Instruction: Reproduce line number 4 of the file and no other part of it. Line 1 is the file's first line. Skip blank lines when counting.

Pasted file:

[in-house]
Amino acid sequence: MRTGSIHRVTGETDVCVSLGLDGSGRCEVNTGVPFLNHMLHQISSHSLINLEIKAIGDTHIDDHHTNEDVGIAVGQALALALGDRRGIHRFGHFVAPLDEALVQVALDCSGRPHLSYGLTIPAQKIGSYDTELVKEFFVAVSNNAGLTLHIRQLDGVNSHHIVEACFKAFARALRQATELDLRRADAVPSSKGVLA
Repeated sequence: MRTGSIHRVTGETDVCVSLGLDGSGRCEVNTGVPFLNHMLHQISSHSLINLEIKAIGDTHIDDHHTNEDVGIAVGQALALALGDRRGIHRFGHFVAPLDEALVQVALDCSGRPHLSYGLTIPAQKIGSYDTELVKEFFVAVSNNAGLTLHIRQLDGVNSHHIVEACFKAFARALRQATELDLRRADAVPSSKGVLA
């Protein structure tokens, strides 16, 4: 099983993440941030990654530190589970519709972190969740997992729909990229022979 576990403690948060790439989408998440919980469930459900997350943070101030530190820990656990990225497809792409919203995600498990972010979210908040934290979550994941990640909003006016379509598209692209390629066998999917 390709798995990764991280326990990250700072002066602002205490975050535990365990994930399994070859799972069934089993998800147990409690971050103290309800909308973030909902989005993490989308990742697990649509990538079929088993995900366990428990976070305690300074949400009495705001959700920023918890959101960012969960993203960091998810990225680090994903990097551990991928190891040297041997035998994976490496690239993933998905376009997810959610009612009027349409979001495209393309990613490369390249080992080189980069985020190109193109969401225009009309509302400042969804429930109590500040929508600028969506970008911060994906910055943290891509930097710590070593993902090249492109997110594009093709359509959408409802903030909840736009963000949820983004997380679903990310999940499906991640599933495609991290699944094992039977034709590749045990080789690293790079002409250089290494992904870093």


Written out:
């Protein structure tokens, strides 16, 4: 099983993440941030990654530190589970519709972190969740997992729909990229022979 576990403690948060790439989408998440919980469930459900997350943070101030530190820990656990990225497809792409919203995600498990972010979210908040934290979550994941990640909003006016379509598209692209390629066998999917 390709798995990764991280326990990250700072002066602002205490975050535990365990994930399994070859799972069934089993998800147990409690971050103290309800909308973030909902989005993490989308990742697990649509990538079929088993995900366990428990976070305690300074949400009495705001959700920023918890959101960012969960993203960091998810990225680090994903990097551990991928190891040297041997035998994976490496690239993933998905376009997810959610009612009027349409979001495209393309990613490369390249080992080189980069985020190109193109969401225009009309509302400042969804429930109590500040929508600028969506970008911060994906910055943290891509930097710590070593993902090249492109997110594009093709359509959408409802903030909840736009963000949820983004997380679903990310999940499906991640599933495609991290699944094992039977034709590749045990080789690293790079002409250089290494992904870093």